Southern Baptist Convention
Indonesia Missionary Reunion
Shocco Springs, AL
Zwemer Summer Institute
July 19-August 8
Moldova Mission Trip
Vacation in Europe
We rarely see our overseas grandkids on the mission field, but we anticipated retirement would bring frequent occasions to be with those stateside. However, as they have grown older and have lives filled with school, work and social commitments, occasions to be together have not been as often as we anticipated. Of course, our own commitments and travel have contributed to that.
We have been delighted that two separate travel itineraries in the last few weeks have allowed us to spend a few days with our son’s family in the Nashville area where Russell works in corporate media at Lifeway Christian Resources. They live south of Franklin in the Thompson Station and Springhill area. It was a special blessing to worship with a house church group last Sunday led by Russell.
They are a part of Conduit a growing contemporary church that believes the local body of believers exists to be a conduit for fulfilling the Great Commission and reaching the nations. They gathered in home groups on Pentecost Sunday to emulate and pray for the persecuted church around the world.
There has been no lack of mission involvement since they returned from missionary service in East Asia eight years ago. Zachary, who is 17, is pictured in a pretentious pose while on a spring mission trip to Miami. In the last couple of years he has been to Nicaragua, New York and Haiti twice. Joseph, who is 13, spent spring break with his Junior High group on a mission project in inner city Atlanta and accompanied his mother to Israel last year. Russell leaves in a couple of weeks for Guatemala and went to India last summer.
The little princess, as Anna Grace is affectionately called by her father, is 11 and relishes special attention from “Bubob” as Bobbye is called by the grandkids. It is a shortened combination of the Indonesian word for mother, “Ibu” and her name. We are amazed at how each of the kids have grown and matured since we were with them last Christmas. Our time with them in the past was one of reading them stories and playing childhood board games, but now they are consumed with their own interests.
Zachary has his driver’s license, which is scary, has a girl friend and is an avid drummer, playing in the praise band of his youth group where he is also working as an intern. There is no way to carry on a conversation anywhere in the house when he is practicing. Joseph loves reading, plays the saxophone in junior high band and likes to challenge “Papa” to an occasional game of chess.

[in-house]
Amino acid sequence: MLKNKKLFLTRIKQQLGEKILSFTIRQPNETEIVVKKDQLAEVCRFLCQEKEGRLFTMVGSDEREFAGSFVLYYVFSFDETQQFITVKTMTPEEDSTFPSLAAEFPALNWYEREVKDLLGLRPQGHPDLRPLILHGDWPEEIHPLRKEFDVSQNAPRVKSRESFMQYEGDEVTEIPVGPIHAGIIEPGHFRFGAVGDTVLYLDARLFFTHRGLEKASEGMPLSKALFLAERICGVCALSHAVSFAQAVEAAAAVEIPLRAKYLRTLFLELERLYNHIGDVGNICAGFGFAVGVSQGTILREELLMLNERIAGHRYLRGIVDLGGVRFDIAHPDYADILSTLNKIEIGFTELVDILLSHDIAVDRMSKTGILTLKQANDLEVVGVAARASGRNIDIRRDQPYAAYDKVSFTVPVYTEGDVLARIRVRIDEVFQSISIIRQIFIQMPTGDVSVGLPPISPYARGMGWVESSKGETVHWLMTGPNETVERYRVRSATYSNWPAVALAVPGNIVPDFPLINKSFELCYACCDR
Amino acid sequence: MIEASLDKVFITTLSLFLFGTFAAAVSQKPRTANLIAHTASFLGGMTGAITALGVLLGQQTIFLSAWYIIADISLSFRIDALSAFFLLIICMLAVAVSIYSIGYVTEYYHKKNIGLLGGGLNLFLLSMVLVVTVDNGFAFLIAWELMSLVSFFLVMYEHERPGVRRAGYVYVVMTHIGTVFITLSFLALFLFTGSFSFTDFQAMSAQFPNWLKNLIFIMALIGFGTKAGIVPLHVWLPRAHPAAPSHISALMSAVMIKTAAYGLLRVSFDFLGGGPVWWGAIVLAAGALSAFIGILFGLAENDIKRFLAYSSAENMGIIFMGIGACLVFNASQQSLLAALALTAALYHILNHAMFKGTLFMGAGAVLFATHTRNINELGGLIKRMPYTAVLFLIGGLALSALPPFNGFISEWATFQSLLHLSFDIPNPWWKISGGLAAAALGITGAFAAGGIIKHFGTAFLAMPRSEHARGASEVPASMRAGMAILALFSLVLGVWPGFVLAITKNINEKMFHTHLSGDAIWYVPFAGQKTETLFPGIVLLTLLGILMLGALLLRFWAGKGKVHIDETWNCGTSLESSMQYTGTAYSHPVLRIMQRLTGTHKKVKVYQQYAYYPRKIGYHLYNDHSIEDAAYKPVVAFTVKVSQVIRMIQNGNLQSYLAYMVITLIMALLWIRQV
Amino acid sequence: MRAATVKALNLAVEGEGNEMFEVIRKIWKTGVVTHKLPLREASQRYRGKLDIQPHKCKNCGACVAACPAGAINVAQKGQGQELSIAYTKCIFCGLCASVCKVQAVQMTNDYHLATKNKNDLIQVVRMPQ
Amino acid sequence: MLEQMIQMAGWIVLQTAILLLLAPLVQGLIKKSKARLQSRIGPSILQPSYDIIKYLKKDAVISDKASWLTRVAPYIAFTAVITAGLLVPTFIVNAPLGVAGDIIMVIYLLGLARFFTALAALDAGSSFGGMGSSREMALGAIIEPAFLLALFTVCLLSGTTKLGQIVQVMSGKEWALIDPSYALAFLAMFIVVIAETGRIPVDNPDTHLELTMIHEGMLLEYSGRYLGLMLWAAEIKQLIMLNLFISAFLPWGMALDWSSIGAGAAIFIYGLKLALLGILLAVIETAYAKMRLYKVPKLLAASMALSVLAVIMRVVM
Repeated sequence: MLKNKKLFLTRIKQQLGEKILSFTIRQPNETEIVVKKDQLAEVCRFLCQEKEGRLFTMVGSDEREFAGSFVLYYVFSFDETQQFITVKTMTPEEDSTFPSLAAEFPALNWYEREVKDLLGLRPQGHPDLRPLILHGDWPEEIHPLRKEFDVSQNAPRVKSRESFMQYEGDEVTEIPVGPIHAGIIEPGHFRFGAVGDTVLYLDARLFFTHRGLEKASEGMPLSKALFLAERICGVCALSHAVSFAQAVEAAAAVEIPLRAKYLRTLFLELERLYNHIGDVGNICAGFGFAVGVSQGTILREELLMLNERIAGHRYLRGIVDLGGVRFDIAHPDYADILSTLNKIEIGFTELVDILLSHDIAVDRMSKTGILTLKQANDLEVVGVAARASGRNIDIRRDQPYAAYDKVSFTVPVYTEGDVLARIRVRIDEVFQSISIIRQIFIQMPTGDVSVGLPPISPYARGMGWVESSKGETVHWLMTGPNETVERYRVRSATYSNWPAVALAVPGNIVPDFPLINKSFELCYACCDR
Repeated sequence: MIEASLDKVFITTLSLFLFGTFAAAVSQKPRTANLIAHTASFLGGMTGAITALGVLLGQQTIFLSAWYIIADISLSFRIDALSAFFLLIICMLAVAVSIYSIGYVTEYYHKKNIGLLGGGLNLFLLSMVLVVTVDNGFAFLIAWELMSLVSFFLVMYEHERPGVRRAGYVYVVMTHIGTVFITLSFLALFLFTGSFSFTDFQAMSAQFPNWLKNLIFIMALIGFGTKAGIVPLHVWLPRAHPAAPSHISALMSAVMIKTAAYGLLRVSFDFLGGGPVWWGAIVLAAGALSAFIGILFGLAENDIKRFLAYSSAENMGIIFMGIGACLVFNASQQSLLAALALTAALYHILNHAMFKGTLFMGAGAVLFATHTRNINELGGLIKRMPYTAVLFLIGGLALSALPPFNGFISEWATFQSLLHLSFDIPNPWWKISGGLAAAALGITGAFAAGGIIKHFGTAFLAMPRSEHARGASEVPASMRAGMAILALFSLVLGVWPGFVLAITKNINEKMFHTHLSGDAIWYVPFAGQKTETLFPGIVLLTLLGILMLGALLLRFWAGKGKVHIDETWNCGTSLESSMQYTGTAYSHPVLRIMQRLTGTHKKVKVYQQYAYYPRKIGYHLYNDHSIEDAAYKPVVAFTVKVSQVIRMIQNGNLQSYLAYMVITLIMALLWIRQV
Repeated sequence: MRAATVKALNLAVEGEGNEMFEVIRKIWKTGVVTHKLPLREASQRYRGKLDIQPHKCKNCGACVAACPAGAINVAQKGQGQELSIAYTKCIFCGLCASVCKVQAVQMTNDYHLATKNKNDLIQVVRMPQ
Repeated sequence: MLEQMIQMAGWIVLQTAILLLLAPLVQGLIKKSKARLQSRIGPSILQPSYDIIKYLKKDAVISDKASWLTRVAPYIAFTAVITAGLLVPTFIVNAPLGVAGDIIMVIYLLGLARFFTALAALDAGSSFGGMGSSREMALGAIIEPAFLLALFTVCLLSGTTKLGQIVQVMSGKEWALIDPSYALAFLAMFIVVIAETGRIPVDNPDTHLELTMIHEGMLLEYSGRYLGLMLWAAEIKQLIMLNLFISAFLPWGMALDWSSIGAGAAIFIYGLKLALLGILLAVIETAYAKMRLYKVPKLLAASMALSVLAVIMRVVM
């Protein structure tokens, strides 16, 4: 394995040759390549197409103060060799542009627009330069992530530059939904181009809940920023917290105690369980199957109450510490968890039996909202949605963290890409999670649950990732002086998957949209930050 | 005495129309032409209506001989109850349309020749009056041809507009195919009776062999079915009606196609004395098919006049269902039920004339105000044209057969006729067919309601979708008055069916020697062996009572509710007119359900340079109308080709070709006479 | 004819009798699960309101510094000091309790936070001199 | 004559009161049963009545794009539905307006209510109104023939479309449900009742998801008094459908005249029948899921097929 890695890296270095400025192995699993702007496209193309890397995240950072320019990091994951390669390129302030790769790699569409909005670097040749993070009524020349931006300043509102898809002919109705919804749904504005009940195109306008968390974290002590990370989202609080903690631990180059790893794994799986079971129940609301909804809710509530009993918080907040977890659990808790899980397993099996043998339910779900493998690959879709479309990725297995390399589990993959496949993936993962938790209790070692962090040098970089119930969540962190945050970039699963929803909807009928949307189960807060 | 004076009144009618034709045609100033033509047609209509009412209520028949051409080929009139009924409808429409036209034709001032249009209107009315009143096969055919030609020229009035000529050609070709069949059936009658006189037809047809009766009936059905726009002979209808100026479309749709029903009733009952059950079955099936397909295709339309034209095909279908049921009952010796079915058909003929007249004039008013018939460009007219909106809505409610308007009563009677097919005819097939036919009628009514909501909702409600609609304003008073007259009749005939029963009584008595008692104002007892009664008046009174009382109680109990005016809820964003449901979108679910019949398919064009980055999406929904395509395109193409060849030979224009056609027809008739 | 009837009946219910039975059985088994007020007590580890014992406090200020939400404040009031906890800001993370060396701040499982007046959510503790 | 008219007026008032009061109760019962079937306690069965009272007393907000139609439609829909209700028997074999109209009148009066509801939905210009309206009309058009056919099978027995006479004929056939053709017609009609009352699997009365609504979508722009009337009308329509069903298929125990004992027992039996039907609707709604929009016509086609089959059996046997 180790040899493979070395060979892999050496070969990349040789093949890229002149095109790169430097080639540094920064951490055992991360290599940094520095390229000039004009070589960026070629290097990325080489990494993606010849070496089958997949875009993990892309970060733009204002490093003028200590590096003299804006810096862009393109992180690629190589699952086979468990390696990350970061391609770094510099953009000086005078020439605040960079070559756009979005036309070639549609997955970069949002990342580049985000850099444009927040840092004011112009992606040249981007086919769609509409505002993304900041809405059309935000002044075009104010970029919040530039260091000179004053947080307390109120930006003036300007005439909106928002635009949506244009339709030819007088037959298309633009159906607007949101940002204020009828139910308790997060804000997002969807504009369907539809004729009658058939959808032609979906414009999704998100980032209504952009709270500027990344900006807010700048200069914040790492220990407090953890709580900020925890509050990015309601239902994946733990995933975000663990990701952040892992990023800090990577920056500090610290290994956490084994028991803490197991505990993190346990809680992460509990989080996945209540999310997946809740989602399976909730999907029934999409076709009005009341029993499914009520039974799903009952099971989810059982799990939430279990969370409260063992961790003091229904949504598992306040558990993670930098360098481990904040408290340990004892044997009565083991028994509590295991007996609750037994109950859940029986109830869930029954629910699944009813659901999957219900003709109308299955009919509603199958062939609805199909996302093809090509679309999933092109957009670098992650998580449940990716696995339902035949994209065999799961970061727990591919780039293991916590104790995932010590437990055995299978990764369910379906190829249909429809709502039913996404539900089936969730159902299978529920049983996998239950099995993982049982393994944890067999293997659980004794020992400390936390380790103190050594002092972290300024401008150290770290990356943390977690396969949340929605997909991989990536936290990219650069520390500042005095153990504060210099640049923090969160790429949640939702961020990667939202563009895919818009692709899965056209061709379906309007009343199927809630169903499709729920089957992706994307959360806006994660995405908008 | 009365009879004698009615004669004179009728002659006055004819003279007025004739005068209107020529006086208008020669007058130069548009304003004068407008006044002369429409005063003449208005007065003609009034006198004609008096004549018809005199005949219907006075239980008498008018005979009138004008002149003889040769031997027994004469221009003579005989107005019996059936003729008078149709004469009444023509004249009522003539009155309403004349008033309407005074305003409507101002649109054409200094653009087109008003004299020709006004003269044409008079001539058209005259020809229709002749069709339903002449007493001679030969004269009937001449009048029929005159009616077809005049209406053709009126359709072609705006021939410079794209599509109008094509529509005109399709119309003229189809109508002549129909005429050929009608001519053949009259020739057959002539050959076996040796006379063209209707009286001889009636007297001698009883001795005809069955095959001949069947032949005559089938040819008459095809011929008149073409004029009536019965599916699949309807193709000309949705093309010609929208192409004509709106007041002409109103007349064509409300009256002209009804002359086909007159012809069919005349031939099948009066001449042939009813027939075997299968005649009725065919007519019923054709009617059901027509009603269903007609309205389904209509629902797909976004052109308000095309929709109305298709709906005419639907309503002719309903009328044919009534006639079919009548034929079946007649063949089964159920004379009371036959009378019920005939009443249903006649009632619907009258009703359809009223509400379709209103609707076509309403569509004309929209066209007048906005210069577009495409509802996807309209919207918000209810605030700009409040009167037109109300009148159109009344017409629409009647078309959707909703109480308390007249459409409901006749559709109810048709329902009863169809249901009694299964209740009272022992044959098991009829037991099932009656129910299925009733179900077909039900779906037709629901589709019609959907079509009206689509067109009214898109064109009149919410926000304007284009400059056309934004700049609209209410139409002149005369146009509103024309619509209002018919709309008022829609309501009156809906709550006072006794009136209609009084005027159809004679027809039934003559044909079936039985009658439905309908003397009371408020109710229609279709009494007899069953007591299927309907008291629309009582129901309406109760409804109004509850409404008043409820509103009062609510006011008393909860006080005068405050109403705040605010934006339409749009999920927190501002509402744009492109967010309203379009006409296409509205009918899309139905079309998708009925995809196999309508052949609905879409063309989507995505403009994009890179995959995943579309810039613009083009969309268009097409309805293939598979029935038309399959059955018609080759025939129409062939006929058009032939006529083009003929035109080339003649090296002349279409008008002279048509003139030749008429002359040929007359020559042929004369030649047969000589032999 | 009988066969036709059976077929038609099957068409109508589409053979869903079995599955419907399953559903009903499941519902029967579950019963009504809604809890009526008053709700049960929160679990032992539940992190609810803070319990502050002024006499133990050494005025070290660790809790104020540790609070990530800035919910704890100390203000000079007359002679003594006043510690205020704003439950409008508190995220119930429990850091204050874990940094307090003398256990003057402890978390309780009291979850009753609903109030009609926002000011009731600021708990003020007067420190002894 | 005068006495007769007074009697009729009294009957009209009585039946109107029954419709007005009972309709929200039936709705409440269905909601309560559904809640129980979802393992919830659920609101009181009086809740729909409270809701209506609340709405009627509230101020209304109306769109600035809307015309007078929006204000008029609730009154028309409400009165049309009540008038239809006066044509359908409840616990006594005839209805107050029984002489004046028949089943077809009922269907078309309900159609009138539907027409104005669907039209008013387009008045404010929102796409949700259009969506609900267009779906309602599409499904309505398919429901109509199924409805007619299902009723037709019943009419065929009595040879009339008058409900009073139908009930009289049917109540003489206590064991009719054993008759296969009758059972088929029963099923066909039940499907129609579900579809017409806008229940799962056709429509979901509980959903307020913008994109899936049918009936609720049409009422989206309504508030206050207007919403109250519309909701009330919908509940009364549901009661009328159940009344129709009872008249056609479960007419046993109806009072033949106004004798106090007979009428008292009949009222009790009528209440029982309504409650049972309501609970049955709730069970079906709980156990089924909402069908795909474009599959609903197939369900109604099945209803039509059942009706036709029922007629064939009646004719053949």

A strange pattern seems to have developed in how we pray. The bulk of our praying is for ourselves and our needs. Corporate prayer is dominated by intercession for those sick and suffering. Perhaps self-centered praying has always been the default content of our supplications, but one seldom hears passionate pleading for the nations and for kingdom issues.
It is encouraging in the midst of thanking God for the rain, invoking His blessings on the worship service and praying for Aunt Tilly in the hospital that someone will ask God to bless the missionaries. It is commendable that one would be aware of those who have left home and family to take the gospel to remote places around the world …
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Classical Christian writers often focused on the matter of holiness and the Spirit-filled life, but we seldom dwell on the issues of a sanctified life. We tend to relegate it to the theological realm of our salvation. Knowing that we were saved and cleansed by the blood of Christ, spiritually we are “saints” who are holy or “set apart” in the eyes of God. But that theological reality doesn’t necessarily translate into practical attitudes and behavior.
We tend to think of holiness as an unattainable level of perfection, something to …
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We are having a delightful spring of weekend travel mixed with beautiful spring days at home. Last weekend included a visit with friends in Memphis, dinner with my sister-in-law in Tupelo and a missions day in in Okolona, MS. The previous weeks included board meetings at CIU in Columbia, SC and William Carey University in Hattiesburg, and mission weekends at churches in Alabama and Fort Worth, TX.
We have had three round trips to Northeast Mississippi on the beautiful Natchez Trace, a leisure traffic-free parkway by-passing nearby communities through fields and woods. This photo was taken of a old rail fence and colorful field near French Camp Academy where we took a diversion on rural roads looking for abandoned home …
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